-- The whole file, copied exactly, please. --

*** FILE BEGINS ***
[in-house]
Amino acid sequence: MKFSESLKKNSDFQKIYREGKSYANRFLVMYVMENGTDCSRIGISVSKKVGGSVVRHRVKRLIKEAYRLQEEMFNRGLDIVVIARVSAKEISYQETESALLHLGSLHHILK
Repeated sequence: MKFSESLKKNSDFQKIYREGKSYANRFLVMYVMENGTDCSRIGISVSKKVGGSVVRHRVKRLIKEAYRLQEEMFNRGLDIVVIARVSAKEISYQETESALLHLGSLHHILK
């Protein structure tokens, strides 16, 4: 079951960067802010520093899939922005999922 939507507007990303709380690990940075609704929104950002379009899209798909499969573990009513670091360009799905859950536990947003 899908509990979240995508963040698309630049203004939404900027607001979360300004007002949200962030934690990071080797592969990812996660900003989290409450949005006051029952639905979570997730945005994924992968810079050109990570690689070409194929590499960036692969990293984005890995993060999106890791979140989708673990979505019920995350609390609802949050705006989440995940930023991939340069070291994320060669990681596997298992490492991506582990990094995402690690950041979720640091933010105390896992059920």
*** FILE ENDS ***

[in-house]
Amino acid sequence: MKFSESLKKNSDFQKIYREGKSYANRFLVMYVMENGTDCSRIGISVSKKVGGSVVRHRVKRLIKEAYRLQEEMFNRGLDIVVIARVSAKEISYQETESALLHLGSLHHILK
Repeated sequence: MKFSESLKKNSDFQKIYREGKSYANRFLVMYVMENGTDCSRIGISVSKKVGGSVVRHRVKRLIKEAYRLQEEMFNRGLDIVVIARVSAKEISYQETESALLHLGSLHHILK
């Protein structure tokens, strides 16, 4: 079951960067802010520093899939922005999922 939507507007990303709380690990940075609704929104950002379009899209798909499969573990009513670091360009799905859950536990947003 899908509990979240995508963040698309630049203004939404900027607001979360300004007002949200962030934690990071080797592969990812996660900003989290409450949005006051029952639905979570997730945005994924992968810079050109990570690689070409194929590499960036692969990293984005890995993060999106890791979140989708673990979505019920995350609390609802949050705006989440995940930023991939340069070291994320060669990681596997298992490492991506582990990094995402690690950041979720640091933010105390896992059920």